Mr Gove wants this measure to be one of the statistics parents use to judge the value of schools. But his plan has sparked a major political row and provoked furious reaction from headteachers and teaching unions.

Yesterday Andy Burnham, Labour’s education spokesman, accused Mr Gove of telling youngsters they can ‘study Latin but not ICT’. Teaching unions claimed he was ‘relentlessly elitist’.

But Mr Gove maintains the toughening up of standards is necessary to reverse more than a decade of downgrading of core subjects in favour of easier alternatives. He is furious that poorer children are being fobbed off with easier subjects because they are not seen as capable of tackling harder ones.

Under Labour, there was an astonishing 3,800 per cent increase in uptake of non-academic GCSE-equivalent courses, including sports leadership and computer skills.

In 2005, 15,000 so-called ‘soft’ GCSEs were taken. This soared to 575,000 last year. Mr Gove said yesterday: ‘Labour got its priorities wrong and said kids from poor homes could not do difficult subjects.’

He added that previous ranking measures encouraged ‘many great schools and great heads to offer certain non-academic subjects rather than more rigorous subjects’.

Parents can now view results based on the English Baccalaureate measure (A*-C in the five specified core subjects) and on how many pupils gained five A*-C grades including English and maths. They can also see financial information to judge if their head is making the best use of his or her resources.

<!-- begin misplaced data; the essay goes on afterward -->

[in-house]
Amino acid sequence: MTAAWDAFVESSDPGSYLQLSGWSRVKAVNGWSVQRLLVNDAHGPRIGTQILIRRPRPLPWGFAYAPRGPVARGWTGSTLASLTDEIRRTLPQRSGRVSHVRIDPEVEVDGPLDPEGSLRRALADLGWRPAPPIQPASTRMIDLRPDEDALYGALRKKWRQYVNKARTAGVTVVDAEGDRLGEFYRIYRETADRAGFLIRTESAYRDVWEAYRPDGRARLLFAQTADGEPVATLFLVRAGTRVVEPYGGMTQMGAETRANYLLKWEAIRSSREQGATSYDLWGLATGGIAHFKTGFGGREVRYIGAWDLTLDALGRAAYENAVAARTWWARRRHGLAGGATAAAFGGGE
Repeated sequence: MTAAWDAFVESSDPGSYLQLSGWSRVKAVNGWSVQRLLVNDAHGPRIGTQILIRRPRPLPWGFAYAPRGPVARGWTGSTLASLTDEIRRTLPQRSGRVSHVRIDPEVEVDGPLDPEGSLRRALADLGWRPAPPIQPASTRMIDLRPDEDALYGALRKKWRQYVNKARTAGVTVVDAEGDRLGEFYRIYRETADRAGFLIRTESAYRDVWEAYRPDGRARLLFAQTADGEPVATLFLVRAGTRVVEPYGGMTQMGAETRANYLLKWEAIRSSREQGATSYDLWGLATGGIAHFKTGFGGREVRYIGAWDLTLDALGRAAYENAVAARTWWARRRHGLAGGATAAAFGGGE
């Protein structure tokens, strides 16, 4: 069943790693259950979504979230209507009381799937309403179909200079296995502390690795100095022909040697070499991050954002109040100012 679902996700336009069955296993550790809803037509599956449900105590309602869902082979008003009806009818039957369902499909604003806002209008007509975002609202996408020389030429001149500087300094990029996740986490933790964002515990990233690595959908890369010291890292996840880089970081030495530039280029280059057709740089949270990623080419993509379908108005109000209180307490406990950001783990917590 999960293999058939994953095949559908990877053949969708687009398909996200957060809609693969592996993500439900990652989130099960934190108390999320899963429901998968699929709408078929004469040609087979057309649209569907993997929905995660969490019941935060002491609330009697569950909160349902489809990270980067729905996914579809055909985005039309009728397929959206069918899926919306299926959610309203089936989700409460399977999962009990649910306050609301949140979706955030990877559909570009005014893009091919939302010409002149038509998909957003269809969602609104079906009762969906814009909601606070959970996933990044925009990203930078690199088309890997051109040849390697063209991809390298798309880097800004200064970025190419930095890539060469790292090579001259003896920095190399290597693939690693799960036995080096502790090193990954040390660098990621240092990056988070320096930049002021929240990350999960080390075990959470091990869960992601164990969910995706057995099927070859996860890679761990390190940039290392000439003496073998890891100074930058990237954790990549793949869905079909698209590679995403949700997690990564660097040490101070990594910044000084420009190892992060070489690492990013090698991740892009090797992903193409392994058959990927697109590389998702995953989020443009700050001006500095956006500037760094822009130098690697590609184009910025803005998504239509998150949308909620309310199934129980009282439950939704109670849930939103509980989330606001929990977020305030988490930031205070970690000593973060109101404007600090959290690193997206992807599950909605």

However, Mr Gove was forced to defend himself during an interview on BBC Radio 5 live. A caller said: ‘Children go to school to work out who they are and what they want to study. ‘My guess is that this just reflects your own personal, narrow experience of education ... I’d just ignore your silly English Baccalaureate.’

He replied: ‘You are free to use the information published today to produce your own findings.’

Chris Keates, of teaching union NASUWT, said: ‘The Coalition Government is pursuing a relentlessly elitist approach to education, condemning schools to live or die by the narrow range of subjects identified in the English Baccalaureate.’

Grammar schools cemented their dominance of league tables, taking nine of the top ten places. Of the top 50 schools, 80 per cent are grammars.

The results will prompt calls for the Coalition to increase the number of grammars, which on average receive more than five applicants for every pupil place.

David Cameron has said that he will not increase the number of grammars, although Education Secretary Michael Gove has said they will be allowed to increase in size.

World-renowned independent schools criticised the new rankings after sinking to the bottom on a technicality.

Schools such as Eton, Harrow and Marlborough achieved lower results than some of ­England’s worst-performing comprehensives because they swapped conventional GCSEs for the more rigorous International GCSE, which is not recognised in the tables. The result is that the rankings showed 142 independent schools with no pupils achieving five A* to C grades at GCSE.

Some 216 state secondaries face closure or take-over after failing to hit basic GCSE ‘floor targets’.